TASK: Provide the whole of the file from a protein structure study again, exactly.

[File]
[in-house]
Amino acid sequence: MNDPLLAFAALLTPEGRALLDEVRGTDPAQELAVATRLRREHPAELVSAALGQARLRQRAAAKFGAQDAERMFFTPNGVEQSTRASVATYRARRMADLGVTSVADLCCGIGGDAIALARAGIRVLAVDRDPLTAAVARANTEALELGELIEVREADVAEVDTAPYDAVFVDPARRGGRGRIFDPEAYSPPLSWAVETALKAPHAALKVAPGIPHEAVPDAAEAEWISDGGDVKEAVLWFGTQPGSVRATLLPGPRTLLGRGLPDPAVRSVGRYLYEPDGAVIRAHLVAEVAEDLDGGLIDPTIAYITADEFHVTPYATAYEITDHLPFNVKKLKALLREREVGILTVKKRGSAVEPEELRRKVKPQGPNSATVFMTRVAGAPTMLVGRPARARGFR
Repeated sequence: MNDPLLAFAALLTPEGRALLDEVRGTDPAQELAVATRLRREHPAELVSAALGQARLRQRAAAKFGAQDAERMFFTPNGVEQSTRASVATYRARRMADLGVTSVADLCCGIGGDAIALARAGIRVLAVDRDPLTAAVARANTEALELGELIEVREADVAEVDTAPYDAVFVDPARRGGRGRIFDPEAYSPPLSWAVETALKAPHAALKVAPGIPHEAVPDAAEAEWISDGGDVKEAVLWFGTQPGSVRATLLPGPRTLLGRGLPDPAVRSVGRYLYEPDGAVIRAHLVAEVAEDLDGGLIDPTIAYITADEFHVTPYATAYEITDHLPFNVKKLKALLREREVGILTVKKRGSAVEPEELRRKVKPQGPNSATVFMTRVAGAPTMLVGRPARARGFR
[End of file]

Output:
[in-house]
Amino acid sequence: MNDPLLAFAALLTPEGRALLDEVRGTDPAQELAVATRLRREHPAELVSAALGQARLRQRAAAKFGAQDAERMFFTPNGVEQSTRASVATYRARRMADLGVTSVADLCCGIGGDAIALARAGIRVLAVDRDPLTAAVARANTEALELGELIEVREADVAEVDTAPYDAVFVDPARRGGRGRIFDPEAYSPPLSWAVETALKAPHAALKVAPGIPHEAVPDAAEAEWISDGGDVKEAVLWFGTQPGSVRATLLPGPRTLLGRGLPDPAVRSVGRYLYEPDGAVIRAHLVAEVAEDLDGGLIDPTIAYITADEFHVTPYATAYEITDHLPFNVKKLKALLREREVGILTVKKRGSAVEPEELRRKVKPQGPNSATVFMTRVAGAPTMLVGRPARARGFR
Repeated sequence: MNDPLLAFAALLTPEGRALLDEVRGTDPAQELAVATRLRREHPAELVSAALGQARLRQRAAAKFGAQDAERMFFTPNGVEQSTRASVATYRARRMADLGVTSVADLCCGIGGDAIALARAGIRVLAVDRDPLTAAVARANTEALELGELIEVREADVAEVDTAPYDAVFVDPARRGGRGRIFDPEAYSPPLSWAVETALKAPHAALKVAPGIPHEAVPDAAEAEWISDGGDVKEAVLWFGTQPGSVRATLLPGPRTLLGRGLPDPAVRSVGRYLYEPDGAVIRAHLVAEVAEDLDGGLIDPTIAYITADEFHVTPYATAYEITDHLPFNVKKLKALLREREVGILTVKKRGSAVEPEELRRKVKPQGPNSATVFMTRVAGAPTMLVGRPARARGFR